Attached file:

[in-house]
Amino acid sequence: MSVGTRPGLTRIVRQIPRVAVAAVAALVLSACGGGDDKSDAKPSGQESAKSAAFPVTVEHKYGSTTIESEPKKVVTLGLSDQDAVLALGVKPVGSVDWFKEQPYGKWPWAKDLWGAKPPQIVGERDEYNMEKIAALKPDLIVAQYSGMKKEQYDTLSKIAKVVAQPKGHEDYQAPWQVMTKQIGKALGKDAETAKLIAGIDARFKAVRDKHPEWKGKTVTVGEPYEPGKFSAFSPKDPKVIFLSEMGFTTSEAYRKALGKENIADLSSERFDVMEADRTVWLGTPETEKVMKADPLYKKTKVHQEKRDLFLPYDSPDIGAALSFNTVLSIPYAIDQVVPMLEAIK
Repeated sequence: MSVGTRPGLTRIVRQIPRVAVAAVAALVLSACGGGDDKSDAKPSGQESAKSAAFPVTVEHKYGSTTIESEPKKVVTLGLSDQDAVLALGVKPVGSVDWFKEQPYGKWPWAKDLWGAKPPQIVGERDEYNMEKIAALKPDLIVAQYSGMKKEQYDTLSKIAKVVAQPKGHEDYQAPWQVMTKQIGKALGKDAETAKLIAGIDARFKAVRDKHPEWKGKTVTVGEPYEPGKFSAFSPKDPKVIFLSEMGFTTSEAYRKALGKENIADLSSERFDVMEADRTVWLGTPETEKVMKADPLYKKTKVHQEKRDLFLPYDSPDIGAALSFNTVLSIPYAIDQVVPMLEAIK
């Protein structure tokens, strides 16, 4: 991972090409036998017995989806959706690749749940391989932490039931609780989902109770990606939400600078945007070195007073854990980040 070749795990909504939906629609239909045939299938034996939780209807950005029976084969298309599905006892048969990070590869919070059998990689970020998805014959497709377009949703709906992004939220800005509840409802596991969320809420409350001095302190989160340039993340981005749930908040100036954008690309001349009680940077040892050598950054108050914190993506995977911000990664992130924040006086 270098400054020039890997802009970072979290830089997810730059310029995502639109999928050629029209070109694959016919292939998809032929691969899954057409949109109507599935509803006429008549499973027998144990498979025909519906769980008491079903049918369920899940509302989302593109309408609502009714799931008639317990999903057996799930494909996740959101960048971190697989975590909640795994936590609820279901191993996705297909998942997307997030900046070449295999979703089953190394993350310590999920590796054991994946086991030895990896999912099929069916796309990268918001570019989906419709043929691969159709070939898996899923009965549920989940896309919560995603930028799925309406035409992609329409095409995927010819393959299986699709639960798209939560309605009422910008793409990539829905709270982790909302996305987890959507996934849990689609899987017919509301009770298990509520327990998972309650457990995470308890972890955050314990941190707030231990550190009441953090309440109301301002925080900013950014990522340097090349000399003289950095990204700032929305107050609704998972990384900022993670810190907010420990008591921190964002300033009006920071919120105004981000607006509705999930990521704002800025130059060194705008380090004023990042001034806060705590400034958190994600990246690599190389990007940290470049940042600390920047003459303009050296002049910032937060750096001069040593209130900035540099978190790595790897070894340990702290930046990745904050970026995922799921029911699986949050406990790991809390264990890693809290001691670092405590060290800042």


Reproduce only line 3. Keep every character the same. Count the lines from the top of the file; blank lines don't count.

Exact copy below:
Repeated sequence: MSVGTRPGLTRIVRQIPRVAVAAVAALVLSACGGGDDKSDAKPSGQESAKSAAFPVTVEHKYGSTTIESEPKKVVTLGLSDQDAVLALGVKPVGSVDWFKEQPYGKWPWAKDLWGAKPPQIVGERDEYNMEKIAALKPDLIVAQYSGMKKEQYDTLSKIAKVVAQPKGHEDYQAPWQVMTKQIGKALGKDAETAKLIAGIDARFKAVRDKHPEWKGKTVTVGEPYEPGKFSAFSPKDPKVIFLSEMGFTTSEAYRKALGKENIADLSSERFDVMEADRTVWLGTPETEKVMKADPLYKKTKVHQEKRDLFLPYDSPDIGAALSFNTVLSIPYAIDQVVPMLEAIK